Love and Journalism
If not for their mutual love of newspapers, Molly Bedford, BA ’08, and Ryan Knutson, BS ’09, might never have met. Both were students in the School of Journalism and Communication (SOJC). But it was the Oregon Daily Emerald that brought Bedford and Knutson together: early in 2006, she became design editor and he was hired as a reporter. “We started chatting one Sunday afternoon while waiting for the office to open,” Knutson says.
More than a decade later, their relationship and careers could scarcely be better. Now husband and wife and living in the Big Apple, Knutson is senior vice president of media partnerships for Dow Jones, the parent company of the Wall Street Journal, and Bedford is an editor for the New York Times.
Call it a love story about two lovers of the Fourth Estate.
During their years at UO, Bedford worked for the SOJC’s Flux magazine and interned for Willamette Week, Pacific Magazine, and Portland Monthly. Knutson held internships at the Oregonian and Oregon Public Broadcasting. Both traveled to Africa for summer internships through the SOJC’s Media in Ghana program.
Those experiences set the two up for professional success, but their fateful meeting outside the Emerald launched their success as a couple.
Eventually, Knutson became editor in chief and Bedford became managing editor. Their connection sparked while they were spending 12 hours a day together, six days a week. Knowing a relationship might be complicated by the fact that they worked together, they took it slowly at first.
“We kept it professional at the office and avoided telling our colleagues,” Bedford says. “I think a lot of people were surprised when they found out we were together.”
When the two graduated at the start of the Great Recession, jobs—particularly in journalism—were difficult to come by. For three years, Bedford and Knutson lived on opposite sides of the country while building their careers.
“We always assumed we would be long distance,” Bedford says. “We were both so ambitious and hungry for journalism jobs. We didn’t want either of us to pass up good opportunities just so we could live in the same place. Developing our careers and our own identities was the most important thing.”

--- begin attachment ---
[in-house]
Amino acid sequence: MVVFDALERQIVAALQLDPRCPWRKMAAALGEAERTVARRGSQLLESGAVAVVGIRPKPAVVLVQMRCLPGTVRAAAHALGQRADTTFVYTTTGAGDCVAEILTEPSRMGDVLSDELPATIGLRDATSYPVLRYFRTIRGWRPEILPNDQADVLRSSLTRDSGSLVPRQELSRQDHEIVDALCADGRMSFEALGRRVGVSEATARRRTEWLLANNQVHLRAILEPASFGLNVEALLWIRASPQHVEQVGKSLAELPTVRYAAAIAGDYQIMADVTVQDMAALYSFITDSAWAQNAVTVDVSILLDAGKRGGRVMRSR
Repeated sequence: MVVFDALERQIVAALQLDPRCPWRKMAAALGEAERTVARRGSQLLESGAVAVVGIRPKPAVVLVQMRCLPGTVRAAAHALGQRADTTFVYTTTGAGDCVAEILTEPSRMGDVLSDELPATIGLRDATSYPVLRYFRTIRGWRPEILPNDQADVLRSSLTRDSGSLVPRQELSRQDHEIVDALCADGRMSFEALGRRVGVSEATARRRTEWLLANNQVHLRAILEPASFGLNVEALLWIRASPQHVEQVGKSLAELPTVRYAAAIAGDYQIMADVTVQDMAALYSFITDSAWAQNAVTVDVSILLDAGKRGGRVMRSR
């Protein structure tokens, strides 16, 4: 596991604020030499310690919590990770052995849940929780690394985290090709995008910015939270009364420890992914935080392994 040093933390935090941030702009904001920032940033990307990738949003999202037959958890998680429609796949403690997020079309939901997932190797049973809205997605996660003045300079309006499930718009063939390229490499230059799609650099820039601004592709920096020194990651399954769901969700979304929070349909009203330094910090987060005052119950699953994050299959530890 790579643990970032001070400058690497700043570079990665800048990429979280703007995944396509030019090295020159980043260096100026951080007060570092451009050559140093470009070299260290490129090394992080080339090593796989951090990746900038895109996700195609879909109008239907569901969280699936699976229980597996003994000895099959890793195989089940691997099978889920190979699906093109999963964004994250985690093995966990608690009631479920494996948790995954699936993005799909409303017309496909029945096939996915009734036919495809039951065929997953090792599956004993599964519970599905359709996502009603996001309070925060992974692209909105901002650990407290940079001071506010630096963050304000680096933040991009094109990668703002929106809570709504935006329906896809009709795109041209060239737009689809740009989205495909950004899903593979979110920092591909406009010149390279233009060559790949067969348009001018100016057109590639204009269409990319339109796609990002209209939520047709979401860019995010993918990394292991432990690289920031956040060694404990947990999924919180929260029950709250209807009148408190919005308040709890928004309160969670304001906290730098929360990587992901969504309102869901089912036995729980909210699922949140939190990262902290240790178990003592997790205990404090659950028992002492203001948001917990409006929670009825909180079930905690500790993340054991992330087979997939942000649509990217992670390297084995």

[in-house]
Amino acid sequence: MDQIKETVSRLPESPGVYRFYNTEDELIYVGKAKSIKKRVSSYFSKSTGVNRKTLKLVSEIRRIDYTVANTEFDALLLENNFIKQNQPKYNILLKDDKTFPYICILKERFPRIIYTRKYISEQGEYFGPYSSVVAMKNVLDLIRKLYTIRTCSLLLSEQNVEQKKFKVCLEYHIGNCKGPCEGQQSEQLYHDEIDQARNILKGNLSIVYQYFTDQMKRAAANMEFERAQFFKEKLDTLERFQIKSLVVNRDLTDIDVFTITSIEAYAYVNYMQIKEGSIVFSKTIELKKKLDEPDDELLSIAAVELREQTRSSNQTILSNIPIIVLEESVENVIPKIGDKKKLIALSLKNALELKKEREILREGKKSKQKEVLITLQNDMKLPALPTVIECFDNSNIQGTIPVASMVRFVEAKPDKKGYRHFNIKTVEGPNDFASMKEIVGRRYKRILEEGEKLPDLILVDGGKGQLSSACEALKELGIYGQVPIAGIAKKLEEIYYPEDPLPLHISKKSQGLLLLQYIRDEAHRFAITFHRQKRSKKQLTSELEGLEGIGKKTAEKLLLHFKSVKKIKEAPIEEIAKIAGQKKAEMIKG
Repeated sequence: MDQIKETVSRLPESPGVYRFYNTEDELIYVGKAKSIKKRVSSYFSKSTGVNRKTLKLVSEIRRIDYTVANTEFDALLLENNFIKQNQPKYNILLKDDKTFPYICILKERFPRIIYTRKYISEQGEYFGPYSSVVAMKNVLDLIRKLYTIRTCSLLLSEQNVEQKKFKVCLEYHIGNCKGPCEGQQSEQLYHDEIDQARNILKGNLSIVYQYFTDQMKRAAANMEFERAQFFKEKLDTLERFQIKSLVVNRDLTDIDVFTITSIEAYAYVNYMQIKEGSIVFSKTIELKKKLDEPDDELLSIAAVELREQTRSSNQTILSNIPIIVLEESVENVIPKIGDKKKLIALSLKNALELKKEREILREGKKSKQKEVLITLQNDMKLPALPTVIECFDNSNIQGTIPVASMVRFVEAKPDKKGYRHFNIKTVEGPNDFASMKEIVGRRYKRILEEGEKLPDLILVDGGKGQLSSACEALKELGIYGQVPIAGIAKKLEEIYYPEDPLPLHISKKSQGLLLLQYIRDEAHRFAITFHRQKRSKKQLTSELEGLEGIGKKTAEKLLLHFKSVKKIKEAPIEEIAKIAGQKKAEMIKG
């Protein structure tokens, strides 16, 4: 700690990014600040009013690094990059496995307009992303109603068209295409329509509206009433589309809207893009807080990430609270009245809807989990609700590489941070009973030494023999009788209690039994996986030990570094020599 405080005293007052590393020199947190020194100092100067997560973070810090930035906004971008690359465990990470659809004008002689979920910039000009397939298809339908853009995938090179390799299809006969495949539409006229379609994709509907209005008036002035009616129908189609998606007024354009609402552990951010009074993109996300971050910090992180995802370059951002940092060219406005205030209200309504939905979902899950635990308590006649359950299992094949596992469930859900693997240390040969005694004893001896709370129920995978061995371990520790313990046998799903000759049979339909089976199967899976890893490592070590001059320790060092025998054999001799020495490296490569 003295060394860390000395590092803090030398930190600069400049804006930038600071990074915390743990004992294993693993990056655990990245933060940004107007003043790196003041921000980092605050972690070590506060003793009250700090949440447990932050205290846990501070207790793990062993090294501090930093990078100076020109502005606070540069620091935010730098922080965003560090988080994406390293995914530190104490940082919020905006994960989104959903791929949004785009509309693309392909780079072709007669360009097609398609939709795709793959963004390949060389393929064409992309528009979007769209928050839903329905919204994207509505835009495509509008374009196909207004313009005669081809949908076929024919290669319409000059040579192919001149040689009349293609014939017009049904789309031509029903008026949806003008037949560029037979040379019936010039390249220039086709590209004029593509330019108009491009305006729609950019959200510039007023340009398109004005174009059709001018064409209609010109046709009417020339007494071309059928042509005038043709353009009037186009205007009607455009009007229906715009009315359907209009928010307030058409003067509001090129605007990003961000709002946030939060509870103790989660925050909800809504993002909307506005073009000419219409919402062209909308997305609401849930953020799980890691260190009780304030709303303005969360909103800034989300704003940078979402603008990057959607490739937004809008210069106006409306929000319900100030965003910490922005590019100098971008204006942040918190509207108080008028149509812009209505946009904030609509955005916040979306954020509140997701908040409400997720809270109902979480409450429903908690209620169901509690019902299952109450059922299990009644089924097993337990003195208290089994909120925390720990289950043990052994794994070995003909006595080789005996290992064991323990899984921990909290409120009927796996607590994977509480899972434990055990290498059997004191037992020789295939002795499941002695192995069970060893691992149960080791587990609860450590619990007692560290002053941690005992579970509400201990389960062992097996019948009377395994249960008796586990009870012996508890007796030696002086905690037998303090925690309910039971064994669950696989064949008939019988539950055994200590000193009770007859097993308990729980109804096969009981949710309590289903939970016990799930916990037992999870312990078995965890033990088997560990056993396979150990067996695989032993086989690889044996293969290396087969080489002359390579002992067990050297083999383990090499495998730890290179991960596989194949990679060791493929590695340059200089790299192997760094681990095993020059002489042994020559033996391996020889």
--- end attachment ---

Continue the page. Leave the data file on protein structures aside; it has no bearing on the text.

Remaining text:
When Bedford graduated with a journalism degree and an emphasis in advertising, she already had an impressive design portfolio that landed her a position at the Naples Daily News in Florida. A few months later, she was on her way back to the West Coast for a highly sought-after internship at the Los Angeles Times.
Meanwhile, Knutson—whose journalism degree focused on news and editorial aspects of the field—connected with UO alumnus Jim Pensiero, BA ’75 (history), then managing editor at the Wall Street Journal, who encouraged the recent graduate to apply for an internship. After a summer interning at the newspaper’s San Francisco office, Knutson got his chance to break into the New York market.
“In early 2010, I moved to New York to intern at ProPublica,” Knutson says. “When that internship was about to wrap up, the Deepwater Horizon exploded in the Gulf of Mexico, and I had the opportunity to sink my teeth into a major story.”
Knutson parlayed that project into a job at the PBS show Frontline, which had partnered with ProPublica to document the Deepwater Horizon oil spill. For the next three years, he worked on several documentaries for the show, including the Emmy Award–winning “The Retirement Gamble” and three pieces that were nominated for Emmys.
But he never lost touch with his contacts at the Journal, which eventually hired him as a reporter on the telecom beat.
During the years they lived on opposite coasts, Knutson and Bedford took turns visiting each other every six weeks. At one point, Bedford bought an “All You Can Jet” pass that allowed her to fly to New York once a week for five weeks.
Despite all the frequent flyer miles she was racking up, Bedford was itching to join Knutson in the Big Apple. Her constant networking while at the UO proved its worth when an Emerald Media staffer connected her with the editor of print production at the New York Times.
“I was offered a freelance position at first and made a leap of faith to move to New York,” Bedford says. “From there it was all about doing great work, making a good impression, and seizing internal opportunities as they arose.”
Her plan worked. Bedford landed a full-time position as an editorial designer and the two were finally together in the same state again.
Today, Bedford balances her day job with work for Fordham University, where she has been an advisor to the school newspaper and has taught courses in publication design, in an effort to ensure that promising journalists keep entering the workforce. Knutson, meanwhile, sees his new job working with media partners as another way to improve the changing journalism industry.
Both say the years they were apart have been worth it. In summer 2014, the couple got married in Oregon, in a ceremony that could have made headlines—Portland Bride and Groom magazine covered the wedding and even the Duck attended.
“It was incredible to be able to start our lives together as a normal couple,” Bedford says. “To work at the New York Times and live with Ryan in the same city—it felt like all of our hard work and sacrifice paid off.”